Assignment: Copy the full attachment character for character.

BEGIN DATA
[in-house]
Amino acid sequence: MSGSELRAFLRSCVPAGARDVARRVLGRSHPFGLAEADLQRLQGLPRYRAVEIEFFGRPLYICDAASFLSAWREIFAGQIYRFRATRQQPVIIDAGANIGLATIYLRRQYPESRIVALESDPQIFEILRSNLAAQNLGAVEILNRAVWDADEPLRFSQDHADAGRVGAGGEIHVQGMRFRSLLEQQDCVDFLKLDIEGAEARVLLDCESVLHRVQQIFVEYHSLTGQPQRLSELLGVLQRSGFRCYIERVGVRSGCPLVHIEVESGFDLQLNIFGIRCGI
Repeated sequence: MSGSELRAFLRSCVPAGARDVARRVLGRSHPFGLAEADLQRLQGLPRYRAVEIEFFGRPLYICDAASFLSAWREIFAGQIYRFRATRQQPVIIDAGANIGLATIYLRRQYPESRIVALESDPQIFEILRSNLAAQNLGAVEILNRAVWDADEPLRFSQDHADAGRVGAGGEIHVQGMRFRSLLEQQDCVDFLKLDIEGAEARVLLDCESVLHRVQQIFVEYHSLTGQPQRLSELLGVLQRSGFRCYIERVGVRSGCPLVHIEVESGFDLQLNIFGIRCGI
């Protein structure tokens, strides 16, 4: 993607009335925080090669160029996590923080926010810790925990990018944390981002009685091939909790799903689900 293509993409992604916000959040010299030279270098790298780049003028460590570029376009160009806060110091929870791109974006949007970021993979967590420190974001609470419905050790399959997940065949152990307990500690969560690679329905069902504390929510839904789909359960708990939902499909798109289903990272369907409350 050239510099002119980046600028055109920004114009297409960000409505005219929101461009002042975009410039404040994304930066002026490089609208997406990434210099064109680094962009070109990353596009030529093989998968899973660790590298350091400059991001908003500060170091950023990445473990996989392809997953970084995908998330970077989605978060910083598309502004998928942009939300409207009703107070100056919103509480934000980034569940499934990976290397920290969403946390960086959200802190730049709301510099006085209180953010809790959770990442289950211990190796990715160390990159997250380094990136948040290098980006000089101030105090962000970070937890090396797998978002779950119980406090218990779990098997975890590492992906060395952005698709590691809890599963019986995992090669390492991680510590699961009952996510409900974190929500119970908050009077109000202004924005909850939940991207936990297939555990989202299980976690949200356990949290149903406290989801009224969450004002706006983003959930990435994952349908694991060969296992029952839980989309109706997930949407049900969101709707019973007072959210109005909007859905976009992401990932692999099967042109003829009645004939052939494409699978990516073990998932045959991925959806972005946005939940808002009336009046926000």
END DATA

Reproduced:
[in-house]
Amino acid sequence: MSGSELRAFLRSCVPAGARDVARRVLGRSHPFGLAEADLQRLQGLPRYRAVEIEFFGRPLYICDAASFLSAWREIFAGQIYRFRATRQQPVIIDAGANIGLATIYLRRQYPESRIVALESDPQIFEILRSNLAAQNLGAVEILNRAVWDADEPLRFSQDHADAGRVGAGGEIHVQGMRFRSLLEQQDCVDFLKLDIEGAEARVLLDCESVLHRVQQIFVEYHSLTGQPQRLSELLGVLQRSGFRCYIERVGVRSGCPLVHIEVESGFDLQLNIFGIRCGI
Repeated sequence: MSGSELRAFLRSCVPAGARDVARRVLGRSHPFGLAEADLQRLQGLPRYRAVEIEFFGRPLYICDAASFLSAWREIFAGQIYRFRATRQQPVIIDAGANIGLATIYLRRQYPESRIVALESDPQIFEILRSNLAAQNLGAVEILNRAVWDADEPLRFSQDHADAGRVGAGGEIHVQGMRFRSLLEQQDCVDFLKLDIEGAEARVLLDCESVLHRVQQIFVEYHSLTGQPQRLSELLGVLQRSGFRCYIERVGVRSGCPLVHIEVESGFDLQLNIFGIRCGI
């Protein structure tokens, strides 16, 4: 993607009335925080090669160029996590923080926010810790925990990018944390981002009685091939909790799903689900 293509993409992604916000959040010299030279270098790298780049003028460590570029376009160009806060110091929870791109974006949007970021993979967590420190974001609470419905050790399959997940065949152990307990500690969560690679329905069902504390929510839904789909359960708990939902499909798109289903990272369907409350 050239510099002119980046600028055109920004114009297409960000409505005219929101461009002042975009410039404040994304930066002026490089609208997406990434210099064109680094962009070109990353596009030529093989998968899973660790590298350091400059991001908003500060170091950023990445473990996989392809997953970084995908998330970077989605978060910083598309502004998928942009939300409207009703107070100056919103509480934000980034569940499934990976290397920290969403946390960086959200802190730049709301510099006085209180953010809790959770990442289950211990190796990715160390990159997250380094990136948040290098980006000089101030105090962000970070937890090396797998978002779950119980406090218990779990098997975890590492992906060395952005698709590691809890599963019986995992090669390492991680510590699961009952996510409900974190929500119970908050009077109000202004924005909850939940991207936990297939555990989202299980976690949200356990949290149903406290989801009224969450004002706006983003959930990435994952349908694991060969296992029952839980989309109706997930949407049900969101709707019973007072959210109005909007859905976009992401990932692999099967042109003829009645004939052939494409699978990516073990998932045959991925959806972005946005939940808002009336009046926000």